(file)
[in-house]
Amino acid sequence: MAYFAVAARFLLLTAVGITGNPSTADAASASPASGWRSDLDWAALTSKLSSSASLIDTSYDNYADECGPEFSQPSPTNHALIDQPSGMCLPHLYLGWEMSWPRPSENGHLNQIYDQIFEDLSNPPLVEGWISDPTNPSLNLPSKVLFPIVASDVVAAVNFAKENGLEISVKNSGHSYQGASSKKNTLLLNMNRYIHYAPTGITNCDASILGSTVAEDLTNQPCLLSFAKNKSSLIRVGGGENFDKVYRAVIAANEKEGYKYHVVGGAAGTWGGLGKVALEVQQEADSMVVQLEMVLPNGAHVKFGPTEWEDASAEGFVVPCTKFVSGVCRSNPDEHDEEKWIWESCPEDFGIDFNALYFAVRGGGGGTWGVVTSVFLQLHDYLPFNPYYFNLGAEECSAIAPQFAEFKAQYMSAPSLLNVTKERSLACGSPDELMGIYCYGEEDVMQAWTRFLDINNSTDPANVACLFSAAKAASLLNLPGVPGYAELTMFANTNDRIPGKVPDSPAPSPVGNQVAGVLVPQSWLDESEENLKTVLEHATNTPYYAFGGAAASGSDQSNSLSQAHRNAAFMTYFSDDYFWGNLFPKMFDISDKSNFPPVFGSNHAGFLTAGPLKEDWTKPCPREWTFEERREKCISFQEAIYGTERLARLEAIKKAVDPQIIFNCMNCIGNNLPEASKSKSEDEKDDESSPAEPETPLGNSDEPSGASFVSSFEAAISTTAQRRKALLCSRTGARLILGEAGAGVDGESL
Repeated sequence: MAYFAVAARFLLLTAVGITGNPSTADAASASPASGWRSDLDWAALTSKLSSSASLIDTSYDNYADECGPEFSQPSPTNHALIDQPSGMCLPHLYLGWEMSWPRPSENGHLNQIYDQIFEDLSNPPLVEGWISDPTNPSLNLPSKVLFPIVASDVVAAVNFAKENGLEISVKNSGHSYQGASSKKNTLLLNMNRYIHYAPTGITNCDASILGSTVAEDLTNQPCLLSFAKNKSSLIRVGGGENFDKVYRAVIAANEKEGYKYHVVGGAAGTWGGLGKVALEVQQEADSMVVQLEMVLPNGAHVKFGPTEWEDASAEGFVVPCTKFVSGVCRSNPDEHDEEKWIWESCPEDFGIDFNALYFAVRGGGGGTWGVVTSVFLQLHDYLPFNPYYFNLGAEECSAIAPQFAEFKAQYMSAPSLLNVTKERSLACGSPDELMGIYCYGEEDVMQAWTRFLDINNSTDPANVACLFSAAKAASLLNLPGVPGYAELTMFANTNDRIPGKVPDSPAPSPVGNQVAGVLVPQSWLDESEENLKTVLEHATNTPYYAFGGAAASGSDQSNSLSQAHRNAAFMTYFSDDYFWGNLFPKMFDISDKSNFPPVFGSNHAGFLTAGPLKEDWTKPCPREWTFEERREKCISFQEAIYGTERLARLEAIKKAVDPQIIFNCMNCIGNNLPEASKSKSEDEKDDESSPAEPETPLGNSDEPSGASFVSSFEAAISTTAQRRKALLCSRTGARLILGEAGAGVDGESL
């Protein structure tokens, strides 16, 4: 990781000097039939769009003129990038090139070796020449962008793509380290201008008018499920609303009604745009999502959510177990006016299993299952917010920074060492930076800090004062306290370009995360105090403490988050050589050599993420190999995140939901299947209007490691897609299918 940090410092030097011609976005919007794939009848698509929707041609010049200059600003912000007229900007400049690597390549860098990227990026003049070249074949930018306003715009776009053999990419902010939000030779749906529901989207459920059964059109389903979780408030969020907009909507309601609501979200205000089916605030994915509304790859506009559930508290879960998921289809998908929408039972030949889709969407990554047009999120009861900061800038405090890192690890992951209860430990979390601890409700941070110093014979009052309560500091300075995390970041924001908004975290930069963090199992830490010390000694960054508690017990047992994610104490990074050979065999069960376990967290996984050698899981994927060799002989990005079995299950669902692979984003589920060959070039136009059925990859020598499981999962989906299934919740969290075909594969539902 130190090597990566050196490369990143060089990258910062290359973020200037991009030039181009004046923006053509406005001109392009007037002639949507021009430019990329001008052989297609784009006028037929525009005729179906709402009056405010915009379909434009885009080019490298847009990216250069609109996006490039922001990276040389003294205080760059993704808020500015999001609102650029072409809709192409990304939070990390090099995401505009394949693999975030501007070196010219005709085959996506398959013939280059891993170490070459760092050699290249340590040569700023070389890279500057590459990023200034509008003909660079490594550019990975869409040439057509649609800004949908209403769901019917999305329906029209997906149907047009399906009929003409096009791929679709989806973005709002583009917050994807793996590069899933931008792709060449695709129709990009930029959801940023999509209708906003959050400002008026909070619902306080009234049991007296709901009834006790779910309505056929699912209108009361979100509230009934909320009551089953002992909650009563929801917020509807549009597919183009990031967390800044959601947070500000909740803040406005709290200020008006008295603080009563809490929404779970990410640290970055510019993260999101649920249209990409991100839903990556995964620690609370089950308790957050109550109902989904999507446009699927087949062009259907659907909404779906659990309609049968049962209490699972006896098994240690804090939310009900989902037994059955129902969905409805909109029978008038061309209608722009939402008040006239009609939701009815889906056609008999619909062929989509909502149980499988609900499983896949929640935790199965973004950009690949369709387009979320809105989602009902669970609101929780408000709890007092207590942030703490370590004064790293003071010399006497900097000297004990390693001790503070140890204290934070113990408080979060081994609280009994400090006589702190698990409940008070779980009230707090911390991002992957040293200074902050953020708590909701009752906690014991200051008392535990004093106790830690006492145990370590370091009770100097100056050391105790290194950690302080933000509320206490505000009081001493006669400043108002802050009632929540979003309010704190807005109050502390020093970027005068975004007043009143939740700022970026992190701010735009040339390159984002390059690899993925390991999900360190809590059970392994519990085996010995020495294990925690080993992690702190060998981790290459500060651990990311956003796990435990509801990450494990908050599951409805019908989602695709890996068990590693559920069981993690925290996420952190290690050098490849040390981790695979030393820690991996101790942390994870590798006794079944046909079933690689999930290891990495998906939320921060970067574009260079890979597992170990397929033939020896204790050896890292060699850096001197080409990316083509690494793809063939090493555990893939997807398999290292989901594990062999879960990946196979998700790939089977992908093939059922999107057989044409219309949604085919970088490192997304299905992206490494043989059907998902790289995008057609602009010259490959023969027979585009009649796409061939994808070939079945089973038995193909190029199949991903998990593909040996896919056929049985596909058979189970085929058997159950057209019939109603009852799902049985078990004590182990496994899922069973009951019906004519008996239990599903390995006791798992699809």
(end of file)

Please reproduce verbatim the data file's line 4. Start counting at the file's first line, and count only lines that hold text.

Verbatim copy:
């Protein structure tokens, strides 16, 4: 990781000097039939769009003129990038090139070796020449962008793509380290201008008018499920609303009604745009999502959510177990006016299993299952917010920074060492930076800090004062306290370009995360105090403490988050050589050599993420190999995140939901299947209007490691897609299918 940090410092030097011609976005919007794939009848698509929707041609010049200059600003912000007229900007400049690597390549860098990227990026003049070249074949930018306003715009776009053999990419902010939000030779749906529901989207459920059964059109389903979780408030969020907009909507309601609501979200205000089916605030994915509304790859506009559930508290879960998921289809998908929408039972030949889709969407990554047009999120009861900061800038405090890192690890992951209860430990979390601890409700941070110093014979009052309560500091300075995390970041924001908004975290930069963090199992830490010390000694960054508690017990047992994610104490990074050979065999069960376990967290996984050698899981994927060799002989990005079995299950669902692979984003589920060959070039136009059925990859020598499981999962989906299934919740969290075909594969539902 130190090597990566050196490369990143060089990258910062290359973020200037991009030039181009004046923006053509406005001109392009007037002639949507021009430019990329001008052989297609784009006028037929525009005729179906709402009056405010915009379909434009885009080019490298847009990216250069609109996006490039922001990276040389003294205080760059993704808020500015999001609102650029072409809709192409990304939070990390090099995401505009394949693999975030501007070196010219005709085959996506398959013939280059891993170490070459760092050699290249340590040569700023070389890279500057590459990023200034509008003909660079490594550019990975869409040439057509649609800004949908209403769901019917999305329906029209997906149907047009399906009929003409096009791929679709989806973005709002583009917050994807793996590069899933931008792709060449695709129709990009930029959801940023999509209708906003959050400002008026909070619902306080009234049991007296709901009834006790779910309505056929699912209108009361979100509230009934909320009551089953002992909650009563929801917020509807549009597919183009990031967390800044959601947070500000909740803040406005709290200020008006008295603080009563809490929404779970990410640290970055510019993260999101649920249209990409991100839903990556995964620690609370089950308790957050109550109902989904999507446009699927087949062009259907659907909404779906659990309609049968049962209490699972006896098994240690804090939310009900989902037994059955129902969905409805909109029978008038061309209608722009939402008040006239009609939701009815889906056609008999619909062929989509909502149980499988609900499983896949929640935790199965973004950009690949369709387009979320809105989602009902669970609101929780408000709890007092207590942030703490370590004064790293003071010399006497900097000297004990390693001790503070140890204290934070113990408080979060081994609280009994400090006589702190698990409940008070779980009230707090911390991002992957040293200074902050953020708590909701009752906690014991200051008392535990004093106790830690006492145990370590370091009770100097100056050391105790290194950690302080933000509320206490505000009081001493006669400043108002802050009632929540979003309010704190807005109050502390020093970027005068975004007043009143939740700022970026992190701010735009040339390159984002390059690899993925390991999900360190809590059970392994519990085996010995020495294990925690080993992690702190060998981790290459500060651990990311956003796990435990509801990450494990908050599951409805019908989602695709890996068990590693559920069981993690925290996420952190290690050098490849040390981790695979030393820690991996101790942390994870590798006794079944046909079933690689999930290891990495998906939320921060970067574009260079890979597992170990397929033939020896204790050896890292060699850096001197080409990316083509690494793809063939090493555990893939997807398999290292989901594990062999879960990946196979998700790939089977992908093939059922999107057989044409219309949604085919970088490192997304299905992206490494043989059907998902790289995008057609602009010259490959023969027979585009009649796409061939994808070939079945089973038995193909190029199949991903998990593909040996896919056929049985596909058979189970085929058997159950057209019939109603009852799902049985078990004590182990496994899922069973009951019906004519008996239990599903390995006791798992699809």